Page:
Background: The risk of deep-vein thrombosis (DVT) and pulmonary embolism after total hip replacement (THR) surgery may persist after hospital discharge, but the extent of the risk is not known. We carried out a single-centre, prospective, randomised, double-blind trial with the aims of quantifying this risk and assessing the efficacy of continued prophylactic treatment.
Methods: At hospital discharge 13-15 days after surgery, we recruited 179 consecutive THR patients who had no DVT visible on bilateral ascending venography of the legs. The patients were randomly assigned subcutaneous enoxaparin (40 mg, once daily; n = 90) or placebo (n = 89) for 21 (19-23) days. The primary endpoint was the occurrence of DVT or pulmonary embolism. Venography was repeated at the end of 21 days' treatment or earlier if necessary.
Findings: There were no deaths and no symptomatic pulmonary embolisms during the study or follow-up periods. Of 173 patients with evaluable venograms, intention-to-treat analysis of efficacy showed that the rate of DVT at day 21 after discharge was significantly lower in the enoxaparin group than in the placebo group (6 [7.1%] vs 17 [19.3%], p = 0.018). Distal DVT was detected in one (1.2%) patient in the enoxaparin group and in ten (11.4%) patients in the placebo group (p = 0.006). Proximal DVT was observed in five (5.9%) patients in the enoxaparin group and in seven (7.9%) patients in the placebo group (p = 0.592). A perprotocol analysis of efficacy in 155 patients confirmed these findings. Safety was good; three minor bleeding episodes occurred in the enoxaparin group and one in the placebo group, but none of these episodes necessitated withdrawal from the study.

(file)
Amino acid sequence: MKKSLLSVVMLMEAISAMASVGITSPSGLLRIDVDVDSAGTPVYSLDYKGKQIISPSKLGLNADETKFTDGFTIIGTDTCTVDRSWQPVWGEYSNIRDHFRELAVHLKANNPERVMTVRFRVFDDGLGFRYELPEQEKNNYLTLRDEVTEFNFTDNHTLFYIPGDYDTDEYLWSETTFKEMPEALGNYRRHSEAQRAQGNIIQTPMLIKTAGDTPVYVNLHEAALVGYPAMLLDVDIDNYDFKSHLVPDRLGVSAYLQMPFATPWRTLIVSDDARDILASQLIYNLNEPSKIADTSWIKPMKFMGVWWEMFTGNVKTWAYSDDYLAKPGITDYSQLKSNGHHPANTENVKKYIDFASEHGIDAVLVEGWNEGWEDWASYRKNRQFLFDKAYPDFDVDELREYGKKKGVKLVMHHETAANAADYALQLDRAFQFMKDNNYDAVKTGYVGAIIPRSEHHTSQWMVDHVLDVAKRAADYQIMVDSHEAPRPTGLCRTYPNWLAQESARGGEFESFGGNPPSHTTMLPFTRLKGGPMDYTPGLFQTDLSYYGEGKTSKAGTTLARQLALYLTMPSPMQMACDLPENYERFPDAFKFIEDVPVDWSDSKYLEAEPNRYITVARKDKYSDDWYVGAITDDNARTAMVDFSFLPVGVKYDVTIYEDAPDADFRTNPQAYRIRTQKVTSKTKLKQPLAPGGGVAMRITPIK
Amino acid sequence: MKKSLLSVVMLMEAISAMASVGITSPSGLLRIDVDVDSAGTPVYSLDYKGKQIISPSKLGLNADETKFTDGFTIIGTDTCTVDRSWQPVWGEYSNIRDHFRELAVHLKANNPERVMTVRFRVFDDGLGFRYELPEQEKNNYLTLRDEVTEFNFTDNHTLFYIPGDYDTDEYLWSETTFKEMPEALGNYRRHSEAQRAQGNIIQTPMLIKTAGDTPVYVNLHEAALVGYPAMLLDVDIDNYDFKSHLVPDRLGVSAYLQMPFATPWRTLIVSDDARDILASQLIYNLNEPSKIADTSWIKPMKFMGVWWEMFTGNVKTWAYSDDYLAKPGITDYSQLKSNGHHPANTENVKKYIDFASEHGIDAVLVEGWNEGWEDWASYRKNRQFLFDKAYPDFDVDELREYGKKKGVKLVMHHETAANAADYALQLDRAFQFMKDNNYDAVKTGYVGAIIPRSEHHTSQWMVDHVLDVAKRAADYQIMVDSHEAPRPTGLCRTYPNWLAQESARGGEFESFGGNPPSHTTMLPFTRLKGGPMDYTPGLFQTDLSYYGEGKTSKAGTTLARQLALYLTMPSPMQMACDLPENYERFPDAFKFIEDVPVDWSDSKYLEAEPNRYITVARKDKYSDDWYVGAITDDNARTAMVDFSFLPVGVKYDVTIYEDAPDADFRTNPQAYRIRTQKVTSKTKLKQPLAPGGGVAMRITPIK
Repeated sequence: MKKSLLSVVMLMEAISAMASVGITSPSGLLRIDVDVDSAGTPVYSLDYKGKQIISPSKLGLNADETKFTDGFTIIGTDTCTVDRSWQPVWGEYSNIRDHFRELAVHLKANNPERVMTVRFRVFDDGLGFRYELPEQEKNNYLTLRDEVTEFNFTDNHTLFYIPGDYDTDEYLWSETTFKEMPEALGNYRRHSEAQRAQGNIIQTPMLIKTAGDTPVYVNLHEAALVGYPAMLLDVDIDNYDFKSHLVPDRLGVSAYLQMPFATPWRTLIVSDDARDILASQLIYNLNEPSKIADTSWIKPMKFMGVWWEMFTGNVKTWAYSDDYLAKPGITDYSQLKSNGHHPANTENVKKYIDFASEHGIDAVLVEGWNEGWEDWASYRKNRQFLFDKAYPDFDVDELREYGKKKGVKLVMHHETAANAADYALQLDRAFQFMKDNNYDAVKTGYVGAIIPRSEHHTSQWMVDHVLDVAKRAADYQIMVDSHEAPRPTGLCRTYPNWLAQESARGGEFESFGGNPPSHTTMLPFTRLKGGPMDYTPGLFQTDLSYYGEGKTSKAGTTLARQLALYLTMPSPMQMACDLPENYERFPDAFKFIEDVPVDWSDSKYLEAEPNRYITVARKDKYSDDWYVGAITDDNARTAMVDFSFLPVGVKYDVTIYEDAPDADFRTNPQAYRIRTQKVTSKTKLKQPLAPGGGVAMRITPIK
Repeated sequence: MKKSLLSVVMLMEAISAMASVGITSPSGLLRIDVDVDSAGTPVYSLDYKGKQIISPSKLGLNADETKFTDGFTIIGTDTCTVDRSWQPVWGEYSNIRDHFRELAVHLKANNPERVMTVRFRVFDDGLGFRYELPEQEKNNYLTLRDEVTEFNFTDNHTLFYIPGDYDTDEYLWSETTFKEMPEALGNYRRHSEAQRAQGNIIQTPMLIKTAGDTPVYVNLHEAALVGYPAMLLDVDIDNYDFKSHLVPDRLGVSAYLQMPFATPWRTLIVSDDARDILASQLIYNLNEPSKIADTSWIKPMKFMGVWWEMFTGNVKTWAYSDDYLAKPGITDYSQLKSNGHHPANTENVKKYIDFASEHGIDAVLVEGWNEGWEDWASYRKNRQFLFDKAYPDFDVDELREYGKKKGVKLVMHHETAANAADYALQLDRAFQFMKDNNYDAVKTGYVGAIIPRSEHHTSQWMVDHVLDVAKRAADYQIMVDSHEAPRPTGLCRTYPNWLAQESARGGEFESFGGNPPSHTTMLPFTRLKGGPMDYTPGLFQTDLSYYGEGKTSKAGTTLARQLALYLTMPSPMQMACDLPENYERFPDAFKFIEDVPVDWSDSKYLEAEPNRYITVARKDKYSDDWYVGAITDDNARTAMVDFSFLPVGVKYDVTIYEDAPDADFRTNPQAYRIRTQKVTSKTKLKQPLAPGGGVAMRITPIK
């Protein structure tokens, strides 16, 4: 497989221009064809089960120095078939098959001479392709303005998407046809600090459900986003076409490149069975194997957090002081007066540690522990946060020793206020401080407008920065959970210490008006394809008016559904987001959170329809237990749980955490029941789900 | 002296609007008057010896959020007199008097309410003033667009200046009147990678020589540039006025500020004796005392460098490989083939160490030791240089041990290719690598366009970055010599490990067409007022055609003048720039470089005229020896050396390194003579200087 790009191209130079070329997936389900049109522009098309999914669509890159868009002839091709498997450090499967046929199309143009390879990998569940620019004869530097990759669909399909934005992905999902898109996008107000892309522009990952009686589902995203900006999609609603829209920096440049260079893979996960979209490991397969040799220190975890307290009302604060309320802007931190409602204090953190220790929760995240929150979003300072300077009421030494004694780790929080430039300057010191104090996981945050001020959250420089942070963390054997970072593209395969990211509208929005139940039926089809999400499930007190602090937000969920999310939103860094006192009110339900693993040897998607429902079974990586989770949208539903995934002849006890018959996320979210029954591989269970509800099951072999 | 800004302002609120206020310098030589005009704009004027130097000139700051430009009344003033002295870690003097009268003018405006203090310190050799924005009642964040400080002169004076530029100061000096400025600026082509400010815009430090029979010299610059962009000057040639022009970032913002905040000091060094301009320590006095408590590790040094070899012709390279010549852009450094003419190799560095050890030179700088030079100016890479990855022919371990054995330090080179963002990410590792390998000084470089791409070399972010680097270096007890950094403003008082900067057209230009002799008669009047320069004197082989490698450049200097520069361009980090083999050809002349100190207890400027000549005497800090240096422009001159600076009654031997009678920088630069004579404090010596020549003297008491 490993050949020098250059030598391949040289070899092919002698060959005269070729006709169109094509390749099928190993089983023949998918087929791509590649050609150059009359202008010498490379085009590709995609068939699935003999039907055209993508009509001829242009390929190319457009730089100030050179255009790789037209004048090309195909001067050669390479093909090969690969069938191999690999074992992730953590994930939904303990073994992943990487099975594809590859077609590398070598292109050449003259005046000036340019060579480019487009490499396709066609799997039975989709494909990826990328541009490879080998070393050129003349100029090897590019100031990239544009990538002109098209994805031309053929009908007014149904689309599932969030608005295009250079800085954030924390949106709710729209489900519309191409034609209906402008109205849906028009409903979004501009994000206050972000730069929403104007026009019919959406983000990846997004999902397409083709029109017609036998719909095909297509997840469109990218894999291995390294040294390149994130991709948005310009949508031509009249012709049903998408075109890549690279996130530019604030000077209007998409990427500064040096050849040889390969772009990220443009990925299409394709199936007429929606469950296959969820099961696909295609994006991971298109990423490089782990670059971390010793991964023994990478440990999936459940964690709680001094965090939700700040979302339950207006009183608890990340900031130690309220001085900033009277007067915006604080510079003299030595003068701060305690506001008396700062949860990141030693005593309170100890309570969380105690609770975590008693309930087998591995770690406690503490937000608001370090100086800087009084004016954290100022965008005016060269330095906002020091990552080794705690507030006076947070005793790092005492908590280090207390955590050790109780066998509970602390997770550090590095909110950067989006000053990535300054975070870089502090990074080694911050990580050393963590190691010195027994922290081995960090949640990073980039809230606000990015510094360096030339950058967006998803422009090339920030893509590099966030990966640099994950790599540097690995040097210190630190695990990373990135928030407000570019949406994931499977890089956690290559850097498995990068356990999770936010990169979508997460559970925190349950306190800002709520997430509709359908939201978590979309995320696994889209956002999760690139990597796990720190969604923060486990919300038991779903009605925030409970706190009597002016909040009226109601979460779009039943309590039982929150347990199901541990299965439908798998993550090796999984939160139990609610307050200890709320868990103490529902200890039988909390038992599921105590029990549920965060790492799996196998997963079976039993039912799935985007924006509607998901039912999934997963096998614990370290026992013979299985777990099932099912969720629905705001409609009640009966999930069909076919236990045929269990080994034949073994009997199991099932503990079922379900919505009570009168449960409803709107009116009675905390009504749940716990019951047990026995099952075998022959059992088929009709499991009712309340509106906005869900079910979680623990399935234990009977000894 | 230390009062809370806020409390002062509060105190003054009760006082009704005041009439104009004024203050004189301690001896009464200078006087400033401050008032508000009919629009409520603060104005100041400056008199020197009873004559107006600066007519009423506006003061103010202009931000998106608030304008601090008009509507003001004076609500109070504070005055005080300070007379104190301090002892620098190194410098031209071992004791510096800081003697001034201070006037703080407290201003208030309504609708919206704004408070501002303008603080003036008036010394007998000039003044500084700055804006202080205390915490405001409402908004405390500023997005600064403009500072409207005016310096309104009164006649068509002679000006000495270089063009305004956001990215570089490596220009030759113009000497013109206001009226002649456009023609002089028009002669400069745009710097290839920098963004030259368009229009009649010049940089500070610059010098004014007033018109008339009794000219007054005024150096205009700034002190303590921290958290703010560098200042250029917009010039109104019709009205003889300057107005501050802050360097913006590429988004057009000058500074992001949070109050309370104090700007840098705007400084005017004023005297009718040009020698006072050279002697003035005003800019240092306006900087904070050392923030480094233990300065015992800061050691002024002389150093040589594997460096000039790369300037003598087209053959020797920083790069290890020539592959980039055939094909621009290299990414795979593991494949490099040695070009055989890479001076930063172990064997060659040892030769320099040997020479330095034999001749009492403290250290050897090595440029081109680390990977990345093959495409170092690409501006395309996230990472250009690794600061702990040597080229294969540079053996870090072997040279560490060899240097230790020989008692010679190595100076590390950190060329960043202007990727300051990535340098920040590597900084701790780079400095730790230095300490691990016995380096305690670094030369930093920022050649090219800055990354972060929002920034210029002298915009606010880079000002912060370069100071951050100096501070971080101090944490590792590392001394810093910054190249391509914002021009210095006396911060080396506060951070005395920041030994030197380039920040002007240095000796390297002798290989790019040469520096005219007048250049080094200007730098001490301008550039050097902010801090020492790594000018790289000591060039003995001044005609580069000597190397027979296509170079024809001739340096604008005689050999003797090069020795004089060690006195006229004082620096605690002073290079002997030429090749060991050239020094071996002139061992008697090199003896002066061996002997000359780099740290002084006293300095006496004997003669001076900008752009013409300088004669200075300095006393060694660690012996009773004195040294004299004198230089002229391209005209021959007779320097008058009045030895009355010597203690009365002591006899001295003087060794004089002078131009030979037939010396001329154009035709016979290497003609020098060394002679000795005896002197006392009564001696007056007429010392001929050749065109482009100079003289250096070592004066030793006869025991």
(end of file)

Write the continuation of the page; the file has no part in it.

Interpretation: In patients who have undergone THR surgery, are without venogram-proven DVT at hospital discharge, and do not receive antithrombotic prophylaxis after discharge, the risk of late-occurring DVT remains high at least until day 35 after surgery. Continued prophylaxis with enoxaparin is effective and safe in reducing this risk.